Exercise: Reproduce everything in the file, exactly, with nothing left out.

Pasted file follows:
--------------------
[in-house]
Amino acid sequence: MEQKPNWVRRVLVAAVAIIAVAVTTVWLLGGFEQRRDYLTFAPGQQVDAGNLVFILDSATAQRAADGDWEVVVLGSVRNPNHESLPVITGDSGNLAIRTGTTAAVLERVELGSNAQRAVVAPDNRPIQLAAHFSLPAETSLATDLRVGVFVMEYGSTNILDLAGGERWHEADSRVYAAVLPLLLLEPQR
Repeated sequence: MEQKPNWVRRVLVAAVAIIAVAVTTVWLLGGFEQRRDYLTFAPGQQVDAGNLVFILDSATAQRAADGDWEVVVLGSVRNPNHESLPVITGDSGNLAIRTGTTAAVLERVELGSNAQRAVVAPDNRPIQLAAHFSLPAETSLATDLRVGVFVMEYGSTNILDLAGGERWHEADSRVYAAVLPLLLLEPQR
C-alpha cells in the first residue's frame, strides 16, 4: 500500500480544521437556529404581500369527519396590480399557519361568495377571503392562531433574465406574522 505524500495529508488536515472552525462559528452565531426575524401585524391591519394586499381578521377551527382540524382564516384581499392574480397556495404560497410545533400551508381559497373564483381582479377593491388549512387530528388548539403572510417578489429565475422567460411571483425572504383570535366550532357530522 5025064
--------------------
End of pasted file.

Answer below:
[in-house]
Amino acid sequence: MEQKPNWVRRVLVAAVAIIAVAVTTVWLLGGFEQRRDYLTFAPGQQVDAGNLVFILDSATAQRAADGDWEVVVLGSVRNPNHESLPVITGDSGNLAIRTGTTAAVLERVELGSNAQRAVVAPDNRPIQLAAHFSLPAETSLATDLRVGVFVMEYGSTNILDLAGGERWHEADSRVYAAVLPLLLLEPQR
Repeated sequence: MEQKPNWVRRVLVAAVAIIAVAVTTVWLLGGFEQRRDYLTFAPGQQVDAGNLVFILDSATAQRAADGDWEVVVLGSVRNPNHESLPVITGDSGNLAIRTGTTAAVLERVELGSNAQRAVVAPDNRPIQLAAHFSLPAETSLATDLRVGVFVMEYGSTNILDLAGGERWHEADSRVYAAVLPLLLLEPQR
C-alpha cells in the first residue's frame, strides 16, 4: 500500500480544521437556529404581500369527519396590480399557519361568495377571503392562531433574465406574522 505524500495529508488536515472552525462559528452565531426575524401585524391591519394586499381578521377551527382540524382564516384581499392574480397556495404560497410545533400551508381559497373564483381582479377593491388549512387530528388548539403572510417578489429565475422567460411571483425572504383570535366550532357530522 5025064